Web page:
Hundreds Rally for Peace and Justice for Refugees


Church and community groups have gathered with refugees for the 2023 Palm Sunday Walk for Peace and Justice for Refugees. They say that Australia’s refugee policies still have a long way to go before people seeking safety in Australia are treated fairly. They are also concerned that the new AUKUS deal may be an unhelpful move for Australia to be involved in, adding to global tensions and the movement of people across borders if further conflicts erupt.

Anglican Archbishop of Perth, The Most Reverend Kay Goldsworthy AO said of Australia’s treatment of refugees that, “People are still suffering. Thousands of people are still stuck on temporary visas in Australia, often separated from their families with restrictions on their access to basic services. Some are still languishing in detention or in offshore processing and are becoming increasingly desperate.

“The Australian Government has made some very welcome steps in the right direction recently, but there are still significant changes to be made before Australia can be said to treat people who have sought our safety in a fair and humane manner.”

Last month, the Federal Government announced that they will create a permanent visa pathway for 19,000 refugees on a Temporary Protection Visa (TPV) or Safe Haven Enterprise Visa (SHEV). The Palm Sunday event organisers say this was a very welcome move and a profound policy development in Australia’s recent history, but questions remain about those not included in the announcement.

Associate Professor Caroline Fleay, Co-Director of the Centre for Human Rights Education at Curtin University said there are over 10,000 people who have been refused protection through the unfair “Fast Track” processing system. “These people remain in limbo and are extremely distressed. After a decade or more in Australia, thousands of people seeking asylum will continue to be separated from their families due to unfair protection processes, simply because they arrived to Australia by boat.”

Betty McGeever, from Mosman Park attended the event with the Grandmothers for Refugees group, saying, “My neighbour has been on a temporary visa for ten years after fleeing Iran and only just found out that he is finally eligible for a permanent visa. This means the world to him – he is so immensely relieved, but what about the other 10,000 people still left waiting in uncertainty? It is such a cruel situation to be in and that is why we are walking in the Palm Sunday walk. We have to do what we can!”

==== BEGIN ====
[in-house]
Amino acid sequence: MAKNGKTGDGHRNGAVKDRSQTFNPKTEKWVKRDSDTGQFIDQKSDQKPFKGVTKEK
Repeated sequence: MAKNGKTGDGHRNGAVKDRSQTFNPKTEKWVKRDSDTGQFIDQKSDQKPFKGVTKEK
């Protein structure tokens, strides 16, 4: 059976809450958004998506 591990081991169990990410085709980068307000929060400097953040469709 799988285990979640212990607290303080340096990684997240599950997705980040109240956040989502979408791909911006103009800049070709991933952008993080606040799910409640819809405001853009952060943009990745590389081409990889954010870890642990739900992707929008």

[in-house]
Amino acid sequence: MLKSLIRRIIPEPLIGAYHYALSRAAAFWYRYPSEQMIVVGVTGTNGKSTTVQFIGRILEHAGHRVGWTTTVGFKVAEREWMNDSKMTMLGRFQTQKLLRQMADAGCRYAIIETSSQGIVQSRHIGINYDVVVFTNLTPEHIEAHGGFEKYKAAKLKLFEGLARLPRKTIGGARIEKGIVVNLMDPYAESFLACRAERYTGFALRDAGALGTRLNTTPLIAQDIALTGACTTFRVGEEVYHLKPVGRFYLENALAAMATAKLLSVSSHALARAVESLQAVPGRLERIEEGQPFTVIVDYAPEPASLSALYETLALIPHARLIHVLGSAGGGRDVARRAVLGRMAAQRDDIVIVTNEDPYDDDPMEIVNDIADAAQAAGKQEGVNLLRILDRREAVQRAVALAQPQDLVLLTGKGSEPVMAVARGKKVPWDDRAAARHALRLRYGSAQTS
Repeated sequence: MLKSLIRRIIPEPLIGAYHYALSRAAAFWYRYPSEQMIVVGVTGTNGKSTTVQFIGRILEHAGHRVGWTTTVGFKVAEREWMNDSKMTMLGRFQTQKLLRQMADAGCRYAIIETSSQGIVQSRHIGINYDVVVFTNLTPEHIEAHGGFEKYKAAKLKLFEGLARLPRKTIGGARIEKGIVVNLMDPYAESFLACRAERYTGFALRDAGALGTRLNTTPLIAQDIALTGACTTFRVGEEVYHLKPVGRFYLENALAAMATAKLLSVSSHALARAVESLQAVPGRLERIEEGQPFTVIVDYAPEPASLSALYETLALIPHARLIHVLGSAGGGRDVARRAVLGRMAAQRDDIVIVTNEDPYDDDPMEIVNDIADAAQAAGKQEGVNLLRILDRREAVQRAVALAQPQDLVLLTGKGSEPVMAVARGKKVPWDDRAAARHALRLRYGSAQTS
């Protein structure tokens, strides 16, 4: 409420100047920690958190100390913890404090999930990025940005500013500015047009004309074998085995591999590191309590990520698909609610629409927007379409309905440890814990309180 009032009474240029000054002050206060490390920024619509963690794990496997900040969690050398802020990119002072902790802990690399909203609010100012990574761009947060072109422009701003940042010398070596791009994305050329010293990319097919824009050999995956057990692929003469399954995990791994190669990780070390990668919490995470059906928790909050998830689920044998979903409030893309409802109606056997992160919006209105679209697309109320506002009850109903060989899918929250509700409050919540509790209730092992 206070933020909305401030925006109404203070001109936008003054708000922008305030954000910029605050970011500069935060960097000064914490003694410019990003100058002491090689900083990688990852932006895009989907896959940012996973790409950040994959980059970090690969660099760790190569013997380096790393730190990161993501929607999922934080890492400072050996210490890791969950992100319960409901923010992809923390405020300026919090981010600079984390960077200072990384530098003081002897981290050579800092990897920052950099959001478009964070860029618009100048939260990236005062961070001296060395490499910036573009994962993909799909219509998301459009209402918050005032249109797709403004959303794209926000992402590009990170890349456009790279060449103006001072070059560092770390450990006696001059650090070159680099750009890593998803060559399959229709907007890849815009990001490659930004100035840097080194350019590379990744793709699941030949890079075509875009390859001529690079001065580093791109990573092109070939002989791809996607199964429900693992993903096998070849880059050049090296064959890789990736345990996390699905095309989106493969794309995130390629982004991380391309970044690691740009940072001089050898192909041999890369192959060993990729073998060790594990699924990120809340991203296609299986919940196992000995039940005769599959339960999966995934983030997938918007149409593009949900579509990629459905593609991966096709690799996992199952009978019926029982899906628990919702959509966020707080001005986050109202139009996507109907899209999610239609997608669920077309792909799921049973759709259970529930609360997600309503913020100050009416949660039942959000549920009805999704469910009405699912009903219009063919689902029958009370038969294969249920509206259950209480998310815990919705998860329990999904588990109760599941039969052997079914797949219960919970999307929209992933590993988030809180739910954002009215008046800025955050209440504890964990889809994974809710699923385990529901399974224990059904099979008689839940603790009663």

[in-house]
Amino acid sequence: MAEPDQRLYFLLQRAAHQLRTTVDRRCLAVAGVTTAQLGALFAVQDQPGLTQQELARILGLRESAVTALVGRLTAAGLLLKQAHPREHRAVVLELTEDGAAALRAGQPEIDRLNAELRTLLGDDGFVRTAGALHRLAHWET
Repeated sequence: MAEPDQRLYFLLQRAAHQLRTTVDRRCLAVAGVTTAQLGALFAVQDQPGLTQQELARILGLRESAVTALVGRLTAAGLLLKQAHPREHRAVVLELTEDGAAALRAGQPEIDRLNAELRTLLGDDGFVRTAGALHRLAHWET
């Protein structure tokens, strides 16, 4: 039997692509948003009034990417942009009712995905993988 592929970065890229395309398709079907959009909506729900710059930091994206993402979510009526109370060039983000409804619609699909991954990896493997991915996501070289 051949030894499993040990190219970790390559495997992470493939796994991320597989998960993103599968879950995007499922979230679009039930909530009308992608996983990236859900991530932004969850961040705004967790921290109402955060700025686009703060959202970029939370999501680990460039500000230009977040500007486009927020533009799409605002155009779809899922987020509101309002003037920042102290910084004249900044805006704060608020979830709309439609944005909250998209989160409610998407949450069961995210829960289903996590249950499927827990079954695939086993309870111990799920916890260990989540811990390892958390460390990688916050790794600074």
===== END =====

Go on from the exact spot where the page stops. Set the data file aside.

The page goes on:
Alison Xamon the General Manager of the Centre for Asylum Seekers, Refugees and Detainees said it has been a period of unprecedented demand for their service, saying, “We are the service of last resort for our clients and we are really stretched trying to meet the needs of people who have run out of even basic supplies because of their visa situation. Many people on temporary bridging visas are not permitted to work, they can’t access Government supports and are left destitute while awaiting the outcome of their claim.

“For people who were waiting on the Government to announce access to permanency, only to find out that they are not eligible, despite in some circumstances having arrived from the same country, on the same boat as others who have received it, it is very demoralising.”

Organisers of the event also highlighted the need for a proactive approach to peacebuilding. Quaker and long-term peace activist Jo Vallentine spoke at the event saying, “People are increasingly anxious about global unrest that causes such devastation in places like Ukraine, Yemen, Syria and Taliban-controlled Afghanistan. Meanwhile, Australia takes a paltry number of refugees from such conflict zones, with just 5,947 visas granted in 2020-21, the smallest it’s been in 45 years. Now we see the Federal Government committing to spend hundreds of billions of dollars on nuclear-powered weaponry. It is a bizarre display of twisted priorities.

“We want the Australian Government to be making the world a safer place, not to be entering global power plays. The AUKUS arrangement only makes us more nervous. This is not the role for Australia. We want to be an agent of peace in the world, not a contributor to more polarisation and military build-up.”